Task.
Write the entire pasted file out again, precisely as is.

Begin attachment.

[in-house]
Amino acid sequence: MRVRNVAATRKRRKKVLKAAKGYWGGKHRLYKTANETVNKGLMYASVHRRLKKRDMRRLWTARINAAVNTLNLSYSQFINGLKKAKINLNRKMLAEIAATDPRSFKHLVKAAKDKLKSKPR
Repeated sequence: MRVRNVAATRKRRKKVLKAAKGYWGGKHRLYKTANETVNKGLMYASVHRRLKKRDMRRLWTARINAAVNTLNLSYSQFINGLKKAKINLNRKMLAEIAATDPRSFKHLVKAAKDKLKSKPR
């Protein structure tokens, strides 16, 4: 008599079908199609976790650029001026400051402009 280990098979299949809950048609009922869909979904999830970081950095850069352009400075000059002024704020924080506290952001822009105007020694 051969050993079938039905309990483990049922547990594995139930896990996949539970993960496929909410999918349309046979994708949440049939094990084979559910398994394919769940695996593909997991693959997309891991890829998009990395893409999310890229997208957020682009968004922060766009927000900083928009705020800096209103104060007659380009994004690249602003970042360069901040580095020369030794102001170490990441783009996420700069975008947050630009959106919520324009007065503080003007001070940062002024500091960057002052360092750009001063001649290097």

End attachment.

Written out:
[in-house]
Amino acid sequence: MRVRNVAATRKRRKKVLKAAKGYWGGKHRLYKTANETVNKGLMYASVHRRLKKRDMRRLWTARINAAVNTLNLSYSQFINGLKKAKINLNRKMLAEIAATDPRSFKHLVKAAKDKLKSKPR
Repeated sequence: MRVRNVAATRKRRKKVLKAAKGYWGGKHRLYKTANETVNKGLMYASVHRRLKKRDMRRLWTARINAAVNTLNLSYSQFINGLKKAKINLNRKMLAEIAATDPRSFKHLVKAAKDKLKSKPR
């Protein structure tokens, strides 16, 4: 008599079908199609976790650029001026400051402009 280990098979299949809950048609009922869909979904999830970081950095850069352009400075000059002024704020924080506290952001822009105007020694 051969050993079938039905309990483990049922547990594995139930896990996949539970993960496929909410999918349309046979994708949440049939094990084979559910398994394919769940695996593909997991693959997309891991890829998009990395893409999310890229997208957020682009968004922060766009927000900083928009705020800096209103104060007659380009994004690249602003970042360069901040580095020369030794102001170490990441783009996420700069975008947050630009959106919520324009007065503080003007001070940062002024500091960057002052360092750009001063001649290097």